Families of 'Westies' crime bosses still waiting for bodies from Spain
Mick McCaffrey Security Editor
The bodies of Shane Coates (31) and Stephen Sugg (27) were found under concrete in Alicante last JulyNINE months after the bodies of two notorious Westies crime gang bosses were discovered in Spain, their families have still not been told when they can be brought home for burial.
Shane Coates (31) and Stephen Sugg (27) were found under concrete on an industrial estate close to Alicante last July. The two men were murdered in January 2004 after being lured to a meeting with a rival gang on the premise of negotiating a drug deal.
Although the remains found have been officially confirmed as being those of Coates and Sugg, Spanish police have made no effort to contact the men's families in Dublin.
Shane Coates's brother Christian says they expected the bodies to be repatriated in the weeks after they were found."We have heard absolutely nothing, nothing at all. We are still waiting and have had no information from the Spanish authorities. We are just waiting on something to happen and you can imagine how the families are feeling. We thought it would all be finished by now, " said Christian Coates, an immunologist at Trinity College.
The HSE has agreed to give a grant of several thousand euro to the Coates family in order to offset the costs of transporting Shane Coates home.
Gardai are also puzzled by the delay and have not heard from their Spanish counterparts either. Detectives are eager to be informed of when the funerals will be so they can put together a security operation to ensure there is no trouble.
One source said: "It is unclear why they haven't been flown back here yet but the Spanish police are notoriously laid back and the bodies are probably sitting in a morgue somewhere awaiting clearance from the coroner. It must be difficult for the families. Sugg and Coates were nasty people but they still had loved ones."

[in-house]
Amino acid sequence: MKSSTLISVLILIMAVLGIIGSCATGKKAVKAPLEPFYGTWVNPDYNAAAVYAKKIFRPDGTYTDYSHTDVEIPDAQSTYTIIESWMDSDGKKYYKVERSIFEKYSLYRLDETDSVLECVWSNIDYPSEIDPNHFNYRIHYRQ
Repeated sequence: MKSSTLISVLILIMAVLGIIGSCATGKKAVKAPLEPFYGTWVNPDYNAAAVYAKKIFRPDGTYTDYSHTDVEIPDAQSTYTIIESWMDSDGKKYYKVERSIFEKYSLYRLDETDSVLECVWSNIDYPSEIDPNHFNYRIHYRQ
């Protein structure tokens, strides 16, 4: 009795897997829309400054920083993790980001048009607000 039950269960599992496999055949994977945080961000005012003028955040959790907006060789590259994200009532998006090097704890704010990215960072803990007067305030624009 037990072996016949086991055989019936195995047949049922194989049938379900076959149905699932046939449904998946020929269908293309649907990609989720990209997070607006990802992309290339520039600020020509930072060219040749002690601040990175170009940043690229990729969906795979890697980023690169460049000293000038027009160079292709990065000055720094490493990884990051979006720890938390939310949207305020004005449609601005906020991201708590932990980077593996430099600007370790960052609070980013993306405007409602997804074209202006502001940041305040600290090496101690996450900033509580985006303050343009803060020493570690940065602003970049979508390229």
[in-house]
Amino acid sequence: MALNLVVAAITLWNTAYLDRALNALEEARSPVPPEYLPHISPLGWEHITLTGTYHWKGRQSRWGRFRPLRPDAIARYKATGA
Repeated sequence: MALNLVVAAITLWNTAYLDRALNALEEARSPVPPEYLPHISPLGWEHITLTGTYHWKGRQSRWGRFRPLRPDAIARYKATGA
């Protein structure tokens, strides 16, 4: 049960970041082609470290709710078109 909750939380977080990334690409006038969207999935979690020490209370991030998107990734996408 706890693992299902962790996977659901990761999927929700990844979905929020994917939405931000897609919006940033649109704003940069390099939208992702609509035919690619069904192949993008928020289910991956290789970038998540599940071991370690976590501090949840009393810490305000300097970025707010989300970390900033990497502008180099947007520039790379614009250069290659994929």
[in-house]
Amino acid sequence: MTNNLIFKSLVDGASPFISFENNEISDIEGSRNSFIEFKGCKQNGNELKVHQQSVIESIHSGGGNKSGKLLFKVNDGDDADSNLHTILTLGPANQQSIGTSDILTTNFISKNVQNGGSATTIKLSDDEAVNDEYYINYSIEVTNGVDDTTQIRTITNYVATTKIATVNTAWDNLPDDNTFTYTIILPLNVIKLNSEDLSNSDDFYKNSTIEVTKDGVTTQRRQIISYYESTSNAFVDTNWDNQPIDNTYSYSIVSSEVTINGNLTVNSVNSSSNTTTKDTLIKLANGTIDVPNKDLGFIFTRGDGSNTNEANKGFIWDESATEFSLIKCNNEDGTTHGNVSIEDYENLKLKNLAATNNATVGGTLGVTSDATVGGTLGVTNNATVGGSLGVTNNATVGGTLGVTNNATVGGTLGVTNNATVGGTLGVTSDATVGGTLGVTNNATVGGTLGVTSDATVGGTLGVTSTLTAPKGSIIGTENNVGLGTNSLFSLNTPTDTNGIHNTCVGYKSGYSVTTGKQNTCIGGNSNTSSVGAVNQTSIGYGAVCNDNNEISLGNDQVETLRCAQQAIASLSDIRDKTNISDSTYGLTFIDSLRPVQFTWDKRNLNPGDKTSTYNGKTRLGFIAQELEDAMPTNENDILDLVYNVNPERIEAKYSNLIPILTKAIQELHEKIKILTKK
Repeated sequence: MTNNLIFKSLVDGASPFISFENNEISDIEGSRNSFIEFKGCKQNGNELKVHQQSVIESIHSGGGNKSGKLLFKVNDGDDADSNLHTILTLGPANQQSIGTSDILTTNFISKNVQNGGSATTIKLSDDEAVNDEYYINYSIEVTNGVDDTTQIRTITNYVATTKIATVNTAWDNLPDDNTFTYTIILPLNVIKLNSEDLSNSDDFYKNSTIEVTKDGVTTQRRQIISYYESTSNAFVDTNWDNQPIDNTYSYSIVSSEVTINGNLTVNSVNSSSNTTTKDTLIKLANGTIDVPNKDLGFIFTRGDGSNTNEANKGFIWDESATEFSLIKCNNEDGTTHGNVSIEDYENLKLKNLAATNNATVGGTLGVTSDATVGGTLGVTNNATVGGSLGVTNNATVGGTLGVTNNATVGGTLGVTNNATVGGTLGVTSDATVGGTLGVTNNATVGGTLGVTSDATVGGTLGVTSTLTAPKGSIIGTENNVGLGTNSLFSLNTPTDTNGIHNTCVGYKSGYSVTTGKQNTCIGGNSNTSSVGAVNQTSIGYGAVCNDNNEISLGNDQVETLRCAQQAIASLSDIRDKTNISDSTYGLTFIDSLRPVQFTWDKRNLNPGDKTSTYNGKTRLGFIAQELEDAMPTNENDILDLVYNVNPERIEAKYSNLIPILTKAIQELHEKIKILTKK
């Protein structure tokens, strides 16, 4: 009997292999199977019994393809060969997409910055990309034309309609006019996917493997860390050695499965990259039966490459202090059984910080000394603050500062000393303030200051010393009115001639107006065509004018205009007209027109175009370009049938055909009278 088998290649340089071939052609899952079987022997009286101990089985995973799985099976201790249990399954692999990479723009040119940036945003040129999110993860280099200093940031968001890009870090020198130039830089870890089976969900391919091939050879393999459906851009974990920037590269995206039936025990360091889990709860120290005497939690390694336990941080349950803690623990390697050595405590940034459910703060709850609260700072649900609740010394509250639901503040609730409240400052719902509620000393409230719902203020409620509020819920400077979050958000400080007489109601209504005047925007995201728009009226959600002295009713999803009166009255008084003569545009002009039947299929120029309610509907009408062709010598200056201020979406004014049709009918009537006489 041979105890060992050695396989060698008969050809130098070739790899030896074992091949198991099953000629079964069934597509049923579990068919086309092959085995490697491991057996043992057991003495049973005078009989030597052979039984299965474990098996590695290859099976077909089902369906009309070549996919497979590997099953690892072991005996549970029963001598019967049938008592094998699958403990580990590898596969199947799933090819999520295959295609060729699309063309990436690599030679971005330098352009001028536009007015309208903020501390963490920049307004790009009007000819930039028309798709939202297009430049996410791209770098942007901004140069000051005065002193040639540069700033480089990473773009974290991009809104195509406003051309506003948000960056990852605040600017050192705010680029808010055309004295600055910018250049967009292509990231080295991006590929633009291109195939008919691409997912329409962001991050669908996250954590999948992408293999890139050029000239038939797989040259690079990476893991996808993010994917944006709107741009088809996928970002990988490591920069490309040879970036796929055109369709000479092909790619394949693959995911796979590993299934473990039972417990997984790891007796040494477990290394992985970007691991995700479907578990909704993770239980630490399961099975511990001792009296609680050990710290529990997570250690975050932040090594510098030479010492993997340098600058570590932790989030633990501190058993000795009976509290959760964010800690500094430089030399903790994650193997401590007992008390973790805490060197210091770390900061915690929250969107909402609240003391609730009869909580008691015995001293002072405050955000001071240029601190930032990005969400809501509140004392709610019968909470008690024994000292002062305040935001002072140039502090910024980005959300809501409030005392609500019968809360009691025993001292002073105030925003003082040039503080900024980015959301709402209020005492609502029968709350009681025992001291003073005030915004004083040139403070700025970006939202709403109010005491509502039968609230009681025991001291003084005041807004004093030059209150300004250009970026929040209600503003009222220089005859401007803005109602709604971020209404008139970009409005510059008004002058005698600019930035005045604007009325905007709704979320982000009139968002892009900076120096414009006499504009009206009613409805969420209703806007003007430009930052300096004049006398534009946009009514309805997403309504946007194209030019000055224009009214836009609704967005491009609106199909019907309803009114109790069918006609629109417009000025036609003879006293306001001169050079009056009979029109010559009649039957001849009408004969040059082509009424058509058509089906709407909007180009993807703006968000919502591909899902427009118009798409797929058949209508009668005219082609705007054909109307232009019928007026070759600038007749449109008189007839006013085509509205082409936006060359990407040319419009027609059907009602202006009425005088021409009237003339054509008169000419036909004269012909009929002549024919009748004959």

Coates and Sugg were the feared leaders of the Westies, a vicious drug gang operating around west Dublin from its base in Blanchardstown.
They ruled their turf with ruthless efficiency and would stab and mutilate hopeless drug addicts for as little as a 20 debt. One man required 80 stitches after being slashed with a carpet knife while a woman had a cigarette extinguished on her breast.
The Westies, which comprised around two dozen hardcore members, made millions of euro dealing cocaine, heroin, cannabis and ecstasy. In May 2003, the gang stole a cache of weapons from a licensed firearms dealer in Balbriggan, Co Dublin and gardai traced them to a house in Virginia, Co Cavan.
Shane Coates was injured during a shootout but managed to escape. Twenty-one firearms and over 1,000 rounds of ammunition were recovered by gardai. Coates then fled to Alicante and Sugg followed him weeks later.
Alicante is home to several Irish criminals who use it as a base for importing drugs.
Not long after arriving in the city Sugg and Coates started to cross rival gangsters and threatened them. This did not go down well with the Irish who were already established there.
One of the main Irish mobsters in Alicante was a Dubliner who moved to Spain five years ago, and who had developed contacts with the Russian mob and initially helped the Westies when they arrived. They soon went into direct competition with him and the man invited them to a meeting in the hills of Caltra. His associates were waiting and tortured the two men before shooting them in the head and dumping them in a six-foot hole at the side of a warehouse before pouring fresh concrete over it.
Undercover gardai from Blanchardstown station were deployed to Spain and received detailed confidential information specifying where Coates and Sugg were buried.
A subsequent excavation of the warehouse by Spanish police led to the bodies being recovered. Local people have arrested one man as part of their investigation.
April 29, 2007